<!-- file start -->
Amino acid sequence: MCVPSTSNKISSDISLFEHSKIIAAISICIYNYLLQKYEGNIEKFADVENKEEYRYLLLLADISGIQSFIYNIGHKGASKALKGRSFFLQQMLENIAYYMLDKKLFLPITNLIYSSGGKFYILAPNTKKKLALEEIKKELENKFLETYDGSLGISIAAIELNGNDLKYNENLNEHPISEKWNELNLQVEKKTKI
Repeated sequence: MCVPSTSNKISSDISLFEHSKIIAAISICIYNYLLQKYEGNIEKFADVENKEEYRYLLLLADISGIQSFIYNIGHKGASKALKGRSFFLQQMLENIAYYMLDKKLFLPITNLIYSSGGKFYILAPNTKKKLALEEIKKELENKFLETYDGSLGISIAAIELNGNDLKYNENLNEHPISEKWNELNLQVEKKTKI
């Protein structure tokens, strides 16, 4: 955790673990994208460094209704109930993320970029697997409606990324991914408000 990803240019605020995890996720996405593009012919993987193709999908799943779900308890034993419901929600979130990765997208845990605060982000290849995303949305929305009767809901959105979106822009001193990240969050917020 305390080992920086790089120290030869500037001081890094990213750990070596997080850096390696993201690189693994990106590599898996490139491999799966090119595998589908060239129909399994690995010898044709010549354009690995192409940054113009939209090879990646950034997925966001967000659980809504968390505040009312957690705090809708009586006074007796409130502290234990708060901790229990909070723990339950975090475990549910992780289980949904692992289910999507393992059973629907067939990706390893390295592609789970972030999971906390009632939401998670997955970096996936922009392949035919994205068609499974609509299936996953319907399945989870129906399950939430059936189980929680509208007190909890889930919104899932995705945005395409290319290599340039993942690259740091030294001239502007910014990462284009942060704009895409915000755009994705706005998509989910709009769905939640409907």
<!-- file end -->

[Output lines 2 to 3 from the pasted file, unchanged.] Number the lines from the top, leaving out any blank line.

Repeated sequence: MCVPSTSNKISSDISLFEHSKIIAAISICIYNYLLQKYEGNIEKFADVENKEEYRYLLLLADISGIQSFIYNIGHKGASKALKGRSFFLQQMLENIAYYMLDKKLFLPITNLIYSSGGKFYILAPNTKKKLALEEIKKELENKFLETYDGSLGISIAAIELNGNDLKYNENLNEHPISEKWNELNLQVEKKTKI
């Protein structure tokens, strides 16, 4: 955790673990994208460094209704109930993320970029697997409606990324991914408000 990803240019605020995890996720996405593009012919993987193709999908799943779900308890034993419901929600979130990765997208845990605060982000290849995303949305929305009767809901959105979106822009001193990240969050917020 305390080992920086790089120290030869500037001081890094990213750990070596997080850096390696993201690189693994990106590599898996490139491999799966090119595998589908060239129909399994690995010898044709010549354009690995192409940054113009939209090879990646950034997925966001967000659980809504968390505040009312957690705090809708009586006074007796409130502290234990708060901790229990909070723990339950975090475990549910992780289980949904692992289910999507393992059973629907067939990706390893390295592609789970972030999971906390009632939401998670997955970096996936922009392949035919994205068609499974609509299936996953319907399945989870129906399950939430059936189980929680509208007190909890889930919104899932995705945005395409290319290599340039993942690259740091030294001239502007910014990462284009942060704009895409915000755009994705706005998509989910709009769905939640409907």